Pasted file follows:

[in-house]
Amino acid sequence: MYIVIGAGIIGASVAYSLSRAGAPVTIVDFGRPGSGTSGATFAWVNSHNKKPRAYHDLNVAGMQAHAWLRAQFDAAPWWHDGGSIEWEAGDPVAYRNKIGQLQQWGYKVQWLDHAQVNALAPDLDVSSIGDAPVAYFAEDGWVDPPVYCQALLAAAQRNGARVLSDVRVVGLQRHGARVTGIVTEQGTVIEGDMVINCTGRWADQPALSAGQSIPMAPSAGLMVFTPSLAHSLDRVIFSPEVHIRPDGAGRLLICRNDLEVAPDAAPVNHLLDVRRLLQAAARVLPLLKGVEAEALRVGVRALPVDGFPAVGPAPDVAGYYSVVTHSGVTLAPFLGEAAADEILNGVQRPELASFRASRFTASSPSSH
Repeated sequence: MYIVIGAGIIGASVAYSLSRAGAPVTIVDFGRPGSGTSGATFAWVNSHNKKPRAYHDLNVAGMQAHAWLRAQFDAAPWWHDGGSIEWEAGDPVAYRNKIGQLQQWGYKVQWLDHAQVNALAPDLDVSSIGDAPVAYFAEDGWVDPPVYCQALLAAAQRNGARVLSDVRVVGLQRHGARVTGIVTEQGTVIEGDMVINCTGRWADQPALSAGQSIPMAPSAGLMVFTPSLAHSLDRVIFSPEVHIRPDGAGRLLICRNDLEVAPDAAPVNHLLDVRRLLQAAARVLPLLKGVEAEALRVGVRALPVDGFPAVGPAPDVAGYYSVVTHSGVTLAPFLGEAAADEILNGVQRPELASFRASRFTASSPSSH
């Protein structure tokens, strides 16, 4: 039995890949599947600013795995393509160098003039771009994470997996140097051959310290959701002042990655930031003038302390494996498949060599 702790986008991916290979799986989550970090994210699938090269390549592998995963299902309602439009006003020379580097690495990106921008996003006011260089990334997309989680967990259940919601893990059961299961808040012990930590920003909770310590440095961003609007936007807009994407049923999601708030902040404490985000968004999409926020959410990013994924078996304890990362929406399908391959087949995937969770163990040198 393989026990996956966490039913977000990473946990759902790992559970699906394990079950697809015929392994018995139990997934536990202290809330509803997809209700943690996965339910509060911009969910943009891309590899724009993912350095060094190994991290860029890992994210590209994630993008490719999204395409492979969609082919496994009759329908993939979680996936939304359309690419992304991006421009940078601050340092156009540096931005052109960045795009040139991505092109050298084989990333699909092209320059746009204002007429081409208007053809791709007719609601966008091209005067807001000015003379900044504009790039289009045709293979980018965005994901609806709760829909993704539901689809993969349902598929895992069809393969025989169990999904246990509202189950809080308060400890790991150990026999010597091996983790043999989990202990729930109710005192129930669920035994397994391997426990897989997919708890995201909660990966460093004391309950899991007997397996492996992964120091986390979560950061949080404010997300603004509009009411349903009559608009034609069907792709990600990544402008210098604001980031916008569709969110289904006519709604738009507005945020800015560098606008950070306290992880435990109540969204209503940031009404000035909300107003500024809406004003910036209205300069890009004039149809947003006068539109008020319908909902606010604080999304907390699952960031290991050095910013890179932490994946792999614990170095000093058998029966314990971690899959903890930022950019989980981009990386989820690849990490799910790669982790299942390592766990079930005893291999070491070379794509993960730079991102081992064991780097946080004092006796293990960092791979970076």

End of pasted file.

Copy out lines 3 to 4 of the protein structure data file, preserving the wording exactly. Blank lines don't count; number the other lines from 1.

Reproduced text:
Repeated sequence: MYIVIGAGIIGASVAYSLSRAGAPVTIVDFGRPGSGTSGATFAWVNSHNKKPRAYHDLNVAGMQAHAWLRAQFDAAPWWHDGGSIEWEAGDPVAYRNKIGQLQQWGYKVQWLDHAQVNALAPDLDVSSIGDAPVAYFAEDGWVDPPVYCQALLAAAQRNGARVLSDVRVVGLQRHGARVTGIVTEQGTVIEGDMVINCTGRWADQPALSAGQSIPMAPSAGLMVFTPSLAHSLDRVIFSPEVHIRPDGAGRLLICRNDLEVAPDAAPVNHLLDVRRLLQAAARVLPLLKGVEAEALRVGVRALPVDGFPAVGPAPDVAGYYSVVTHSGVTLAPFLGEAAADEILNGVQRPELASFRASRFTASSPSSH
């Protein structure tokens, strides 16, 4: 039995890949599947600013795995393509160098003039771009994470997996140097051959310290959701002042990655930031003038302390494996498949060599 702790986008991916290979799986989550970090994210699938090269390549592998995963299902309602439009006003020379580097690495990106921008996003006011260089990334997309989680967990259940919601893990059961299961808040012990930590920003909770310590440095961003609007936007807009994407049923999601708030902040404490985000968004999409926020959410990013994924078996304890990362929406399908391959087949995937969770163990040198 393989026990996956966490039913977000990473946990759902790992559970699906394990079950697809015929392994018995139990997934536990202290809330509803997809209700943690996965339910509060911009969910943009891309590899724009993912350095060094190994991290860029890992994210590209994630993008490719999204395409492979969609082919496994009759329908993939979680996936939304359309690419992304991006421009940078601050340092156009540096931005052109960045795009040139991505092109050298084989990333699909092209320059746009204002007429081409208007053809791709007719609601966008091209005067807001000015003379900044504009790039289009045709293979980018965005994901609806709760829909993704539901689809993969349902598929895992069809393969025989169990999904246990509202189950809080308060400890790991150990026999010597091996983790043999989990202990729930109710005192129930669920035994397994391997426990897989997919708890995201909660990966460093004391309950899991007997397996492996992964120091986390979560950061949080404010997300603004509009009411349903009559608009034609069907792709990600990544402008210098604001980031916008569709969110289904006519709604738009507005945020800015560098606008950070306290992880435990109540969204209503940031009404000035909300107003500024809406004003910036209205300069890009004039149809947003006068539109008020319908909902606010604080999304907390699952960031290991050095910013890179932490994946792999614990170095000093058998029966314990971690899959903890930022950019989980981009990386989820690849990490799910790669982790299942390592766990079930005893291999070491070379794509993960730079991102081992064991780097946080004092006796293990960092791979970076």